Using your imagination, show or describe 10 ways to connect dots A and B.

1)    What information is needed for you to calculate the area of the square?

2)    How can the two triangle measurements help you figure out the area of the square?

3)    Figure ADE is a right triangle. Where is the right angle? Where is the hypotenuse?

4)    How can you use the Pythagorean Theorem to figure out the length of line segment AD?

5)    What is the length of line segment AD? What is the length of line segment AB?

6)    What is the area of the square?

Figure ABCD is a square. Figure ADE is a right triangle. What is the area of the square?

1) What information is needed to calculate the perimeter of the triangle? What information do you already have?

2) How can you figure out the length of line segment AD? You are given the area of square ABCD; how can that help you discover the length of AD?

3) How is the area of a square or rectangle usually calculated? How can you calculate this area, if you don’t know the length of any of the sides?

4) But the area has already been calculated. Can you think backwards to figure out what the length of the sides must be?  Are the sides all the same length? How do you know for sure? What number times itself equals 4? What is the square root of 4 square meters? What is the length of AD?

5) How can you figure out the length of line segment AE? You know the length of AD and DE, which are two sides of the triangle. What kind of triangle is it? Which side of the right triangle is the hypotenuse? If this is a right triangle, can you use the Pythagorean Theorem to calculate the length of the hypotenuse? What is the Pythagorean Theorem: Is it a + b = c? Is it a² + b² = c²? Does the Pythagorean Theorem tell you the length of the hypotenuse, or the length of the hypotenuse squared?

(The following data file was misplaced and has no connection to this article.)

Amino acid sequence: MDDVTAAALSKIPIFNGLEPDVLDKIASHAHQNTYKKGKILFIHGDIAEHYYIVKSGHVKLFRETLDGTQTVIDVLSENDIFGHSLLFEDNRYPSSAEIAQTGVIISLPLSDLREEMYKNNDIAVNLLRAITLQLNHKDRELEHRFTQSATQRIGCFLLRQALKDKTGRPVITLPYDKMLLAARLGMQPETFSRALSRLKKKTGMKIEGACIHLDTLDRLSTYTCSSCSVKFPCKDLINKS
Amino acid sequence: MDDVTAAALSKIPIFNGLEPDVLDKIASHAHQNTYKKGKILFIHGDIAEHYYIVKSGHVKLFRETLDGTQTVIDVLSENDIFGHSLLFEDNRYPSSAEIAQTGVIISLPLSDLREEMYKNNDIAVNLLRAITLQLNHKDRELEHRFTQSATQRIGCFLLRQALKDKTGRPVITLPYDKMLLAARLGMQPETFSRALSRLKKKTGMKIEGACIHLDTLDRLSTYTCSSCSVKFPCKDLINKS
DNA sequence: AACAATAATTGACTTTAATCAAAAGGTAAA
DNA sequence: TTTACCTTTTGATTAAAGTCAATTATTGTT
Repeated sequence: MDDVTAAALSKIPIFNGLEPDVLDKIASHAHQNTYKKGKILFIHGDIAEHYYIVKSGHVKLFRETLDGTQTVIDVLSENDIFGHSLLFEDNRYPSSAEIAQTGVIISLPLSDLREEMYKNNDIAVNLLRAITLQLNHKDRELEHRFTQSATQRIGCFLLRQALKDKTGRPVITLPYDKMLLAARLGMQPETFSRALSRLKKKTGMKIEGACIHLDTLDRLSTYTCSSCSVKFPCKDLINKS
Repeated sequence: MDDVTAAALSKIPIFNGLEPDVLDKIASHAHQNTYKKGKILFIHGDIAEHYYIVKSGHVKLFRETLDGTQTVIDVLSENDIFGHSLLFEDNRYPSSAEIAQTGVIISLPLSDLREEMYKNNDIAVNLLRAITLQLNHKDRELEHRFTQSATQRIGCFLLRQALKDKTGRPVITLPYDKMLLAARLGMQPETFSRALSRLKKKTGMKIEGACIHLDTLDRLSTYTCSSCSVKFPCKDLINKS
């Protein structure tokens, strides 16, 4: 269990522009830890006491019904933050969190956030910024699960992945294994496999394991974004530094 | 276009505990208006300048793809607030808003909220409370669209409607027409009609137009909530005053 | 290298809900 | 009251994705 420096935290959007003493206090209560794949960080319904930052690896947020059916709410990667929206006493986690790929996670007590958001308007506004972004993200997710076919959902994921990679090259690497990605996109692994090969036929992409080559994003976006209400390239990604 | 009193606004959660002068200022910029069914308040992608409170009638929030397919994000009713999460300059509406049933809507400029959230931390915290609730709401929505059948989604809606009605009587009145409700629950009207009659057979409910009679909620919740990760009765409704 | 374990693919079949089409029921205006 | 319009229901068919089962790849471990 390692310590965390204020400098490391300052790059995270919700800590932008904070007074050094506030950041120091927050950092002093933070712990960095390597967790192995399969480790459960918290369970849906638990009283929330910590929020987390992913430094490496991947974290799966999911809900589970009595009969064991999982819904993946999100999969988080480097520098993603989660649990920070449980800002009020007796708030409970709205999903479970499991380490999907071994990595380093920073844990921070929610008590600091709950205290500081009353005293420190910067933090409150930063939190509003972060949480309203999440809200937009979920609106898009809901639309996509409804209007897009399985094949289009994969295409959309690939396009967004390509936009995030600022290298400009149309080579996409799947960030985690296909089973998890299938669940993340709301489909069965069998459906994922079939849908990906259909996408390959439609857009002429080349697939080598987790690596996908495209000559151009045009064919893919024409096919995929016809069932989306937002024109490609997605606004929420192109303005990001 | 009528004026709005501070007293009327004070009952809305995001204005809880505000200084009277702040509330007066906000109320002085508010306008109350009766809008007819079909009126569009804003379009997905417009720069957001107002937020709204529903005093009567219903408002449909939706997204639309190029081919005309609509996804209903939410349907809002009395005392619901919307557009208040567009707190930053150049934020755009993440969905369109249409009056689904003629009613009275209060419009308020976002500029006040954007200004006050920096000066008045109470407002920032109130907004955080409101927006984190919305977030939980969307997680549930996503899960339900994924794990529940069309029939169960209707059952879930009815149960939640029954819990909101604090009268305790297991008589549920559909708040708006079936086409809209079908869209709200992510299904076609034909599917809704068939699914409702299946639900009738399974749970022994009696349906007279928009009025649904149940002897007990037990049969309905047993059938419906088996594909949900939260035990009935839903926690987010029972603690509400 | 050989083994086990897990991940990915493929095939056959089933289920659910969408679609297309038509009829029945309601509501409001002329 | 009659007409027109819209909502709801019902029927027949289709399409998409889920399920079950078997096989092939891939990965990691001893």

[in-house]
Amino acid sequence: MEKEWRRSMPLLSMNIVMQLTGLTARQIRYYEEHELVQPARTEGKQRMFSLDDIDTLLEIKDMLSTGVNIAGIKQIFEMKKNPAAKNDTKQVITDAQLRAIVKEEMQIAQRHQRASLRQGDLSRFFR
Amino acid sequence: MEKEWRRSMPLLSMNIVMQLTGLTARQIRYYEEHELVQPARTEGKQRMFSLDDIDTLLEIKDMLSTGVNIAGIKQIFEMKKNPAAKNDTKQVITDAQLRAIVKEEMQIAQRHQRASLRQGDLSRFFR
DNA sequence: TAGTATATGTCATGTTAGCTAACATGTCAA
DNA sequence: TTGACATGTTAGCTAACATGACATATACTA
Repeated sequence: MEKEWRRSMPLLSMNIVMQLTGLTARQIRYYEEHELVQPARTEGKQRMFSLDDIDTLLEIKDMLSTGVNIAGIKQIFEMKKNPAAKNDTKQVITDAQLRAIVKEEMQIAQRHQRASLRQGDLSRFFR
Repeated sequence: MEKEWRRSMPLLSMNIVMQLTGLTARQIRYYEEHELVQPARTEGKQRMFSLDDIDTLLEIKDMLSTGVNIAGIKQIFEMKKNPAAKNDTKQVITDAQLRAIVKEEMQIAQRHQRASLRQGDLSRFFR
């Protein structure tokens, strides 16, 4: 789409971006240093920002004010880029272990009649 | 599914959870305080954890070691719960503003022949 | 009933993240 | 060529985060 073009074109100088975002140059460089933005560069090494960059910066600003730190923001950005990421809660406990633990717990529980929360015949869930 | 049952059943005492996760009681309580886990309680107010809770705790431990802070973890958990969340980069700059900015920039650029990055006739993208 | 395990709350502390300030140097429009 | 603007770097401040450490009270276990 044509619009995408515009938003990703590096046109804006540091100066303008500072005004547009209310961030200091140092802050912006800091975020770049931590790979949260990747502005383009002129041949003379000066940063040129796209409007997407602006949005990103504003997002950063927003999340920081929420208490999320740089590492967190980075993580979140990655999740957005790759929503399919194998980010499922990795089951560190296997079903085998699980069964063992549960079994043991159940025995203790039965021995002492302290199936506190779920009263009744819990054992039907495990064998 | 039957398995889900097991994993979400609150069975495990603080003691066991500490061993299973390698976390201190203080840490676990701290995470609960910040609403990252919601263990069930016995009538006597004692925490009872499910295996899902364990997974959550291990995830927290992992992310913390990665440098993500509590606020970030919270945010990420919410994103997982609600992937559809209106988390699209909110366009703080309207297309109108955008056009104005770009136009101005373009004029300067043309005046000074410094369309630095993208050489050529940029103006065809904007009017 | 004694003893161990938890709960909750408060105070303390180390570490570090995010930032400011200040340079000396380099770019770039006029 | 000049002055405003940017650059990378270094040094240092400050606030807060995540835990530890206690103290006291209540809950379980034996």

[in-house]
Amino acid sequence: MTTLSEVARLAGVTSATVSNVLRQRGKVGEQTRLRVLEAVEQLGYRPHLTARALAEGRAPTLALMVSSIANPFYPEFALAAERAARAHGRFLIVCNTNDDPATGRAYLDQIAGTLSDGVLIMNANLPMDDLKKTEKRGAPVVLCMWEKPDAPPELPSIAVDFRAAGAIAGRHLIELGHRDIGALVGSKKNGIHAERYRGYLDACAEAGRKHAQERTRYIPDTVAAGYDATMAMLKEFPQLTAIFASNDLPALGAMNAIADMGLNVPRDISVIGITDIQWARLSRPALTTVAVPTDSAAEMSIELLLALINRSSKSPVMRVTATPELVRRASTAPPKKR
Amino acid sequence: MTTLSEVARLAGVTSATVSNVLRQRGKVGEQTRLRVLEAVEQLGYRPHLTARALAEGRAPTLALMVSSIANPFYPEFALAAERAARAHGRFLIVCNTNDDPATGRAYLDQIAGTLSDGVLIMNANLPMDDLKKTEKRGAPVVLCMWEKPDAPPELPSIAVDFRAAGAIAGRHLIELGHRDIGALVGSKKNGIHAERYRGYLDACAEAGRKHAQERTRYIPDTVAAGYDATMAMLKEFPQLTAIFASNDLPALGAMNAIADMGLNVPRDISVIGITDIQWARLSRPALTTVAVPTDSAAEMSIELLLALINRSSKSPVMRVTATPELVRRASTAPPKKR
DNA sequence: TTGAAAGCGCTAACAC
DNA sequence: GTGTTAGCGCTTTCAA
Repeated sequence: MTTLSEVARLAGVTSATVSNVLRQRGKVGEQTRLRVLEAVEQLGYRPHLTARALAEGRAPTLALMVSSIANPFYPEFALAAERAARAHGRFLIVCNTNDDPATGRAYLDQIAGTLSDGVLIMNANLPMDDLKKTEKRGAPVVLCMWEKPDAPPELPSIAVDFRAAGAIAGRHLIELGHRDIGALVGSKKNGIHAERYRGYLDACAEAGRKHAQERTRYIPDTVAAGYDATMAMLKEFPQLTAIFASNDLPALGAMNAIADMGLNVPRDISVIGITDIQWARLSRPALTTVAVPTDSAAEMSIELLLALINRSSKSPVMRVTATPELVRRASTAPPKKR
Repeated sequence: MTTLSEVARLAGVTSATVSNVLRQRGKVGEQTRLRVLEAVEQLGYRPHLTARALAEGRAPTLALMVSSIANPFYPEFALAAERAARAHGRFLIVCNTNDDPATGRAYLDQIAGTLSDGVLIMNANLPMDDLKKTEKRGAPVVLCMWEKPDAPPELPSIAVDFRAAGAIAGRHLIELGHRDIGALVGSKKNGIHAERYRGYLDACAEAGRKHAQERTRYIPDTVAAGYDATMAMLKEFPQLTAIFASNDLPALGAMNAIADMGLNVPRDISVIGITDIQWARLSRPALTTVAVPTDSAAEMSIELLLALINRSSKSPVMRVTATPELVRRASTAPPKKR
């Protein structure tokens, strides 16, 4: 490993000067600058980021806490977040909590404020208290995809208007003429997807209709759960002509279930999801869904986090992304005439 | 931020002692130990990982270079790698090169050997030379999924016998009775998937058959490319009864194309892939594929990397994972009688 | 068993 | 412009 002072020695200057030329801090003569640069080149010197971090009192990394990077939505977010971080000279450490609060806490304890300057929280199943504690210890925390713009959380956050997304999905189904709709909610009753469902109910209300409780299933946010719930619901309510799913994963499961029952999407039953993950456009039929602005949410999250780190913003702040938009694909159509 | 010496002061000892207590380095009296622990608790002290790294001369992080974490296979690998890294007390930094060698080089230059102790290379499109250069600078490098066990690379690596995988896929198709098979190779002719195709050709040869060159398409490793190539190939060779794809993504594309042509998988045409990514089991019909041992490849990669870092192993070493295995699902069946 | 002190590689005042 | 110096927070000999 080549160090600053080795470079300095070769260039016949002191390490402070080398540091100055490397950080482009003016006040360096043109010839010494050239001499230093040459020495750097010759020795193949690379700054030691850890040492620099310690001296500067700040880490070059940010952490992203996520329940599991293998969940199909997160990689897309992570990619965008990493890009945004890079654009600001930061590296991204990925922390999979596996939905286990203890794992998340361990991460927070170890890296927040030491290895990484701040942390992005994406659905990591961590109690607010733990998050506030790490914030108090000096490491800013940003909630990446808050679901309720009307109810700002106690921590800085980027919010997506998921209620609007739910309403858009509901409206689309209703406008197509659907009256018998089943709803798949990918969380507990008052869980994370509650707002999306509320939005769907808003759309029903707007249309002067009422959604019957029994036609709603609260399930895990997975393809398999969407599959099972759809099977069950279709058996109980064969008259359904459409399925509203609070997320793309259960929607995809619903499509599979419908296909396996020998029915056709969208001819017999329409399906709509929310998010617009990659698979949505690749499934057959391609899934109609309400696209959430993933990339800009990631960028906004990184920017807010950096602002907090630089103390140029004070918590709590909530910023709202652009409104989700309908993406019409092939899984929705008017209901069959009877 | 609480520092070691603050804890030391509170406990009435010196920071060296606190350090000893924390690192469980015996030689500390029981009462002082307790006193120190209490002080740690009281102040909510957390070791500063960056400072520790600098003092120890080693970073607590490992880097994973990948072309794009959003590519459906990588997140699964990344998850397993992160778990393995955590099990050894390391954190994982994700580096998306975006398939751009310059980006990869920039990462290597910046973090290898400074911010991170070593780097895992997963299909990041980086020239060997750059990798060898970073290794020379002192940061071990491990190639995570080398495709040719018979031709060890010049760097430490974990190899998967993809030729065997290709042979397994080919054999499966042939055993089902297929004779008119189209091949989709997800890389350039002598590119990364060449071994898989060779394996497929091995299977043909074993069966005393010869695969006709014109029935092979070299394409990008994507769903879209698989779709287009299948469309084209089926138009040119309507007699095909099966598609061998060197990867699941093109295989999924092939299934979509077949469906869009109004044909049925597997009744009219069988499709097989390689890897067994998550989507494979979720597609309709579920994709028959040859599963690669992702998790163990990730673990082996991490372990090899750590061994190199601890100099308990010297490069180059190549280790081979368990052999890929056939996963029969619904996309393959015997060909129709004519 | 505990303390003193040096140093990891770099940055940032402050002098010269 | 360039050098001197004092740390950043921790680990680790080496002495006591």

6) Extra hint for students who already know about 3-4-5 right triangles: double the measurements of AD and DE; what do you notice?

Figure ABCD is a square with an area of 4 square meters. Figure ADE is a right triangle. One side measures 1.5 meters as indicated. What is the perimeter of the triangle?  What prior concepts or procedures do students need in order to solve this problem?

1) What information is needed for you to calculate the circumference of the circle? Is that information presented on the drawing? Can you figure out the needed information from the information that is given to you in the picture? How will you do it?

2) What does “isosceles” mean? What is the length of side ED of the triangle ADE? How can you use the Pythagorean Theorem (a2 + b2 = c2) to figure out the length of side AD? What is the length of it? Is Line AD part of the triangle? Is it also part of the square?

3)  Do we know the exact value of the square root of 2? What do you get if you multiply the square root of 2 times the square root of 2? How do we calculate the area of square ABCD? What is the area?

4) Draw a diagonal from A to C. How can you use the Pythagorean Theorem to figure out the length of Line AC? What is the length of it? Is Line AD part of a triangle? Is it also part of the circle? Is the diagonal Line AC the same as the diameter of the circle? How do you know? If you know the length of the diameter, how  can you calculate the circumference of the circle? What is it?

Figure ABCD is a square. Points A, B, C, and D are all located on the circumference of the circle. Figure ADE is an isosceles right triangle. One side measures 1 meter.

What is the area of the square? What is the area of the circle?  (Use 3.14 for ∏.)

What prior knowledge/skills do students need to bring to this problem?